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For the most part, our attention has been squarely focused on building an ecommerce website and attracting attention, through a combination of search, paid and other marketing methods. But to ignore mobile in all of this would be to fail to acknowledge both the present and the future of ecommerce. People now use mobile and tablet devices to browse and shop online – not only as an add-on, when they can’t get to their computer, but as their primary device.

As anyone who has ever tried to get stuff done online on a mobile platform, not every website just neatly presents in mobile formats, and your customers will be quick to head elsewhere if your website isn’t mobile-ready. If you want to capitalise on the number of users buying on mobile and tablet devices, you need to think about optimising your buying experience for them too, and providing responsive designs and apps that fit with their browsing needs.

Ecommerce Mobile Growth Graph
Source: www.kunocreative.com

The Differences Between Mobile and Desktop

Mobile is no longer a fringe source of traffic. It is now one of the major ways people buy online, and you can’t rely on your current ecommerce design to always deliver the goods.

Screens present differently, browsers present differently, and users interact with the web differently on mobile and tablet designs. Most people work around this by presenting mobile and tablet users with a separate version of their website, optimised for mobile devices.

There are a few things to bear in mind when thinking about presenting your website on mobile.

  • Buttons Need To Be Bigger: quite simply, your buttons and menus need to be bigger and more spaciously laid out. A finger tap is always less precise than the click of a mouse, and you don’t want customers accidentally missing the buy button and opening up other windows on their mobile, virtually killing the sale stone dead. Leave plenty of space around your buttons and make them big and easy to press, so you’re not restricting your customers’ ability to buy from your site.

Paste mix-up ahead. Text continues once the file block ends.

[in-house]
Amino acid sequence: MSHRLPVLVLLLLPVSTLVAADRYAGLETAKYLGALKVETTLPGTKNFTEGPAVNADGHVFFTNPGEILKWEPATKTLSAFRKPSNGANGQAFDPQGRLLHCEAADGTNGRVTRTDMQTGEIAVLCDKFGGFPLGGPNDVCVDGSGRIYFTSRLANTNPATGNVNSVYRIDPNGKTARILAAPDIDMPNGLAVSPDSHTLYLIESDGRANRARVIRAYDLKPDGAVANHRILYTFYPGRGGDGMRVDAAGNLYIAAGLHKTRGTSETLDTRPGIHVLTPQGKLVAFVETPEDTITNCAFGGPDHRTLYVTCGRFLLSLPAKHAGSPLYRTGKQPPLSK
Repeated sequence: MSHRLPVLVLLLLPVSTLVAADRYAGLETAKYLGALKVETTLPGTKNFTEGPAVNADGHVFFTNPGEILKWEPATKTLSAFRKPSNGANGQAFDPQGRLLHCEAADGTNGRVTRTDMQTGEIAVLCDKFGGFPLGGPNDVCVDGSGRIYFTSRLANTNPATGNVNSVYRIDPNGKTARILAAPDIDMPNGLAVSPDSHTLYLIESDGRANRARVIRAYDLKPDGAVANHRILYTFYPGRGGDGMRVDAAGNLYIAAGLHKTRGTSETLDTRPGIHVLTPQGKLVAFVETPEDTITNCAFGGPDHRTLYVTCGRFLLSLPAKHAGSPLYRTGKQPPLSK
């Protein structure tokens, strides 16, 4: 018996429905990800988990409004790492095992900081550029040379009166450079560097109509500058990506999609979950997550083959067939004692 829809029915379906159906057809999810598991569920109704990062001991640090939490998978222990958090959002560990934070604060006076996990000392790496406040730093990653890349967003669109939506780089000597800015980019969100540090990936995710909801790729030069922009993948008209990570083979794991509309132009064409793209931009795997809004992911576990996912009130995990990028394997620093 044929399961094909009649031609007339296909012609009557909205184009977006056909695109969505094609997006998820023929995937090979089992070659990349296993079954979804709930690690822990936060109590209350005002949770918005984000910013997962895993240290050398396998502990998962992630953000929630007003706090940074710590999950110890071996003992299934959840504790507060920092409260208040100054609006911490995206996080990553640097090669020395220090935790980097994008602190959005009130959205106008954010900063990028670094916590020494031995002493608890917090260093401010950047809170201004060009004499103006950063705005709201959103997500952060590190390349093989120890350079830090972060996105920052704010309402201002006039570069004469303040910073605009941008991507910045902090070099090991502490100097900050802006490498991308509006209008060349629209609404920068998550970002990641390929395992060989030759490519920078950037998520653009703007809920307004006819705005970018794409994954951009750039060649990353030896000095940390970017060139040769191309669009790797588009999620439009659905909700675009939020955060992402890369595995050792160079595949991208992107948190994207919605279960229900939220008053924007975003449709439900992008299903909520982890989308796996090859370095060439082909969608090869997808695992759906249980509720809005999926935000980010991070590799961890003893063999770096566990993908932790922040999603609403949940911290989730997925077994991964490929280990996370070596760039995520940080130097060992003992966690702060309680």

• The Fold Has Moved: your ‘above the fold’ considerations will have changed on mobile. For most purposes, this will mean you have more space to play with, but depending on page orientation you may be playing with less. Make sure everything you want to be above the fold on your homepage, category pages and product pages still stay that way when you view your website on mobile.
  • Page Orientation: The page orientation issue is one that may require some design tweaks. You want your page to present well on the horizontal as well as the vertical orientation, so customers can still buy your products regardless of the dimensions and orientation of the device they are using.

Responsive Mobile Ecommerce

Responsiveness is a key element of design, and you should be on the lookout for responsive themes or designers when you are putting together your ecommerce store. Responsive websites adjust to fit the different dimensions of the various devices people might use to access your site. This prevents your pages from requiring scrolling or manual resizing, and even means you can present the same version of your website to users across a multitude of devices.

responsive-web-design

Responsiveness means you don’t have to create different versions of your website for the slightly variant specifications of smartphones and tablets your customers might conceivably use to access your website. Yet, if you ignore these users, you are cutting out a huge percentage of your traffic and ultimately sales.

A responsive theme or design from the outset will leave you in the strongest position when it comes to handling mobile traffic, and will mean you don’t need to opt for several different variations of your website to ensure you have all the bases covered.

Responsive vs. Adaptive Design

Responsive design is the standard, and those in the design community tend to favour a responsive approach because it leads to less difficulty in handling alternative traffic formats. A responsive design is as good on mobile as it is on desktop, and it doesn’t matter which device you end up using to view your site. Responsive design allows you to put content at the heart of your site, whatever the viewing experience, without cutting off double-digits percentages of your traffic.

Which solution is better for your mobile website?

 Featuretrustconversionseosharingaovinfosticky£ savingnav
1Product Description Text355205000
2Product Reviews323204230
3Price (+ options, inc / ex vat)000000000